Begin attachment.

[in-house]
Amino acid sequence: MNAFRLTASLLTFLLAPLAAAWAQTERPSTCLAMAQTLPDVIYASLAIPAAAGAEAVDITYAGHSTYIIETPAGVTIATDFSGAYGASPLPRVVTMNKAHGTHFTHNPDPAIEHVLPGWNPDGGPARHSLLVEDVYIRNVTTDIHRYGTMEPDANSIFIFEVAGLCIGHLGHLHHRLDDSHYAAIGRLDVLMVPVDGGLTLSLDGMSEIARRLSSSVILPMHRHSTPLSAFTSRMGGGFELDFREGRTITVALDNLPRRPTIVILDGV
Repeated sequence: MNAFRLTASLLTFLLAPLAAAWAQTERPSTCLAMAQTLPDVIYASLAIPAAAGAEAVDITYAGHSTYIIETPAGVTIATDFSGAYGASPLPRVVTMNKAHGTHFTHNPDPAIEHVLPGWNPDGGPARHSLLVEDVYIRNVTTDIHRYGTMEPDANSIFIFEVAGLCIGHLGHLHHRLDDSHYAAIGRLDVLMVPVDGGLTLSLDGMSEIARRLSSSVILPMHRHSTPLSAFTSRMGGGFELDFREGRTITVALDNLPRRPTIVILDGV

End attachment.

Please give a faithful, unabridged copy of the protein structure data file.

[in-house]
Amino acid sequence: MNAFRLTASLLTFLLAPLAAAWAQTERPSTCLAMAQTLPDVIYASLAIPAAAGAEAVDITYAGHSTYIIETPAGVTIATDFSGAYGASPLPRVVTMNKAHGTHFTHNPDPAIEHVLPGWNPDGGPARHSLLVEDVYIRNVTTDIHRYGTMEPDANSIFIFEVAGLCIGHLGHLHHRLDDSHYAAIGRLDVLMVPVDGGLTLSLDGMSEIARRLSSSVILPMHRHSTPLSAFTSRMGGGFELDFREGRTITVALDNLPRRPTIVILDGV
Repeated sequence: MNAFRLTASLLTFLLAPLAAAWAQTERPSTCLAMAQTLPDVIYASLAIPAAAGAEAVDITYAGHSTYIIETPAGVTIATDFSGAYGASPLPRVVTMNKAHGTHFTHNPDPAIEHVLPGWNPDGGPARHSLLVEDVYIRNVTTDIHRYGTMEPDANSIFIFEVAGLCIGHLGHLHHRLDDSHYAAIGRLDVLMVPVDGGLTLSLDGMSEIARRLSSSVILPMHRHSTPLSAFTSRMGGGFELDFREGRTITVALDNLPRRPTIVILDGV